Senate passes bill banning tobacco sales to anyone under 21
The Senate voted to permanently ban the sale of tobacco products to anyone under the age of 21 on Thursday.
The rule was included as a provision in the spending bill that was passed in the upper chamber and now heads to President Trump’s desk to be signed into law.
Several senators had originally sponsored independent legislation to enact the rule, but partisan debates derailed that bill. The provision in the funding bill is supported by many major public health groups and has the backing of Senate Majority Leader Mitch McConnell (R-Ky.) and Sens. Tim Kaine (D-Va.), Brian Schatz (D-Hawaii), Todd Young (R-Ind.), Dick Durbin (D-Ill.) and Mitt Romney (R-Utah).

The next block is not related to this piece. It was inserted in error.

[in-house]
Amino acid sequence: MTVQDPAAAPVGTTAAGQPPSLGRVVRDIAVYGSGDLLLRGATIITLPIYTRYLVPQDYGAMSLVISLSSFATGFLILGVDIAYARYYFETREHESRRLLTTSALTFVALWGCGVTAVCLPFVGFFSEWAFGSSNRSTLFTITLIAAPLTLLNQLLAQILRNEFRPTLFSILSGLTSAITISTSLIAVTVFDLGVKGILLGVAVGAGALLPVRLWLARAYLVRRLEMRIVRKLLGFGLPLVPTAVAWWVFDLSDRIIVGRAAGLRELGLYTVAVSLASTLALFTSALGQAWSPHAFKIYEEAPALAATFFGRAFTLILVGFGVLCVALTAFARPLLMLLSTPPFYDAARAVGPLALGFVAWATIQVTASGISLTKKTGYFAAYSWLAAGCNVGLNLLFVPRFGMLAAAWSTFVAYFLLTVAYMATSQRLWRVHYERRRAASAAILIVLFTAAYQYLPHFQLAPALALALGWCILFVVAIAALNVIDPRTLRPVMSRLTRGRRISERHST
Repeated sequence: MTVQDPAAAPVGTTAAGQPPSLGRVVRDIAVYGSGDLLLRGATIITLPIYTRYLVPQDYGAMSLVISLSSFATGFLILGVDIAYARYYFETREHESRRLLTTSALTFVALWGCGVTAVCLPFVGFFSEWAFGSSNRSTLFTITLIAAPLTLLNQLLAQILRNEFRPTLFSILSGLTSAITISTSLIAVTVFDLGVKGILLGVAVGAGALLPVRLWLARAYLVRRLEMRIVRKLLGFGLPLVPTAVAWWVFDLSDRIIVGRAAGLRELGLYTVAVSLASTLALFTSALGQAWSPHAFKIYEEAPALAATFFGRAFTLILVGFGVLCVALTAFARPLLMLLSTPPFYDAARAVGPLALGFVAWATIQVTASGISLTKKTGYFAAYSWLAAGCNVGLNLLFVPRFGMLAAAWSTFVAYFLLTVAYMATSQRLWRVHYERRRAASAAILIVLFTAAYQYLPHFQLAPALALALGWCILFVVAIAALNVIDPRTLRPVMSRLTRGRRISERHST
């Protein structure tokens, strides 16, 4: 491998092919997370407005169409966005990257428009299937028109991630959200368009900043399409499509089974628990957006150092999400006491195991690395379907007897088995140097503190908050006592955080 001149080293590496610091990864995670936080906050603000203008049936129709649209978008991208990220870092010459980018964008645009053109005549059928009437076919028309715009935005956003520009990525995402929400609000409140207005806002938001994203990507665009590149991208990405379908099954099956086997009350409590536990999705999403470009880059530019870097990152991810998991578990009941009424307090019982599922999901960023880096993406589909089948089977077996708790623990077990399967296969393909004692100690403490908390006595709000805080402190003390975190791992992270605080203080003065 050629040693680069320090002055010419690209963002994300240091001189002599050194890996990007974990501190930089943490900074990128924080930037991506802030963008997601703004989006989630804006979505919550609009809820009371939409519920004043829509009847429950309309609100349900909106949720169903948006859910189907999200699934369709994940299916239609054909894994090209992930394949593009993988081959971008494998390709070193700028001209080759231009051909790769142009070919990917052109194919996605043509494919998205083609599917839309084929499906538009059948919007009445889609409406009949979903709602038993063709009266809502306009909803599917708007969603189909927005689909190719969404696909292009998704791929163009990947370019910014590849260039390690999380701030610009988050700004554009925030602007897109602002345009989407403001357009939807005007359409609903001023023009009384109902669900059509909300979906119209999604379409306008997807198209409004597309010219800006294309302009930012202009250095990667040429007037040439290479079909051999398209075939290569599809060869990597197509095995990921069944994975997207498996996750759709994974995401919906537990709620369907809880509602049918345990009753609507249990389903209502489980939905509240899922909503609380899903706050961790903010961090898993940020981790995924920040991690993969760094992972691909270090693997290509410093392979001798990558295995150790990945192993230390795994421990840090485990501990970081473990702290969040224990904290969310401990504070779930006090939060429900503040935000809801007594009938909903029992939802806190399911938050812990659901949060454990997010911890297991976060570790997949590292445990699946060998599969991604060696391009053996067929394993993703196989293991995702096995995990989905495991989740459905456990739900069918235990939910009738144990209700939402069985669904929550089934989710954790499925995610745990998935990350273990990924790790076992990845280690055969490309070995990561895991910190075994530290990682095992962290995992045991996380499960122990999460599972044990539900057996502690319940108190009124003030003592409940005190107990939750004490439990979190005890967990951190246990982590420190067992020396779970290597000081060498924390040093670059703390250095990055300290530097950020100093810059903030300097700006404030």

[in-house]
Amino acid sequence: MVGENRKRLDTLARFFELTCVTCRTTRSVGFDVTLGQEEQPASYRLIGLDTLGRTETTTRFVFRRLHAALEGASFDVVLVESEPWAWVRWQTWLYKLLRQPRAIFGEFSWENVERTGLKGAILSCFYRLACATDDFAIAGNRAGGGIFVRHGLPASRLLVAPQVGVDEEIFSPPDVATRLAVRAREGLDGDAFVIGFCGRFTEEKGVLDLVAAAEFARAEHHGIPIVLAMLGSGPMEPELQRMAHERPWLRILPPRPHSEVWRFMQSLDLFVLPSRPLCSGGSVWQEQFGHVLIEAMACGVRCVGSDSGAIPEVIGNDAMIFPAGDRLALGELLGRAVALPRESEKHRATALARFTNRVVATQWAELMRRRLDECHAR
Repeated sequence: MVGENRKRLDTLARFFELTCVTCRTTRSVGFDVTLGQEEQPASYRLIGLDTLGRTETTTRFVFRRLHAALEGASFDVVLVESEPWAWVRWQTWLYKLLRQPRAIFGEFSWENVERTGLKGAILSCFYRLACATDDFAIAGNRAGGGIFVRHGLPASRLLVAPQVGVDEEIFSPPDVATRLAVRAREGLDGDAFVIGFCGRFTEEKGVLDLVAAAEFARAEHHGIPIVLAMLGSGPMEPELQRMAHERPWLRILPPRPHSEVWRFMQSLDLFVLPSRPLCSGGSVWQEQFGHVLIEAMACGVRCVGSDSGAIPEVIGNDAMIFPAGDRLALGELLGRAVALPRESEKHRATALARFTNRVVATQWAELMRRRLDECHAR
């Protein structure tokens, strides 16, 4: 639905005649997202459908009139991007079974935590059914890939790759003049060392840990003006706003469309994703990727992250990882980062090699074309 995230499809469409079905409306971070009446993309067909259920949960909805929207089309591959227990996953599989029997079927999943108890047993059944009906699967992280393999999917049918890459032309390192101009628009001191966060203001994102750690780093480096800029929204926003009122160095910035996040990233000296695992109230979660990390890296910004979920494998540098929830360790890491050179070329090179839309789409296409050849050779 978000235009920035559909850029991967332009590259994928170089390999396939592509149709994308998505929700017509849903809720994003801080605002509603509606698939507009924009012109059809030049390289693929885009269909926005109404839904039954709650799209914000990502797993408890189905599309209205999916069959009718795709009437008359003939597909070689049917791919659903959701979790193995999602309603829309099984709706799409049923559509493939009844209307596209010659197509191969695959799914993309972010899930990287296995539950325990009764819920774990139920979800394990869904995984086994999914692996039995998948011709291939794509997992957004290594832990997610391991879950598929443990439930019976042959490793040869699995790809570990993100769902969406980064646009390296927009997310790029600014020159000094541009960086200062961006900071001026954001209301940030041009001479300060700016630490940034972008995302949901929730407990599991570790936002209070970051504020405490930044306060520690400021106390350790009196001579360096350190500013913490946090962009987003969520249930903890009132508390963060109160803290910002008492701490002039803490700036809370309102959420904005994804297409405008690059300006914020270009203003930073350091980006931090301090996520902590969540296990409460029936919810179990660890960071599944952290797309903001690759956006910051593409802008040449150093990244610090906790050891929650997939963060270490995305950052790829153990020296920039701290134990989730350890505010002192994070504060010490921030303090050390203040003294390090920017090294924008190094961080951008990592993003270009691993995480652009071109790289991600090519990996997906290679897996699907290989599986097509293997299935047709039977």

“I’m proud the Senate approved legislation today including our Tobacco-Free Youth Act to help address this urgent crisis and keep these dangerous products away from our children. It is because of my position as a tobacco state Senator that I introduced this bill, and it is because of my role as Senate Majority Leader that President Trump will be signing the Tobacco-Free Youth Act into law by week’s end,” McConnell said in a statement.
“Passage of this lifesaving legislation is an enormous victory for the health of our young people. By raising the age to buy tobacco products nationwide, we can save 223,000 lives and reduce youth tobacco use,” added Kaine.
Lawmakers have expressed confidence that raising the tobacco purchasing age will help curb youth tobacco use as debate continues to rage over banning certain flavors of vaping products.
Tobacco companies have come out in support of raising the purchasing age to 21 largely in an effort to try to prevent more stringent regulations from being debated in Washington.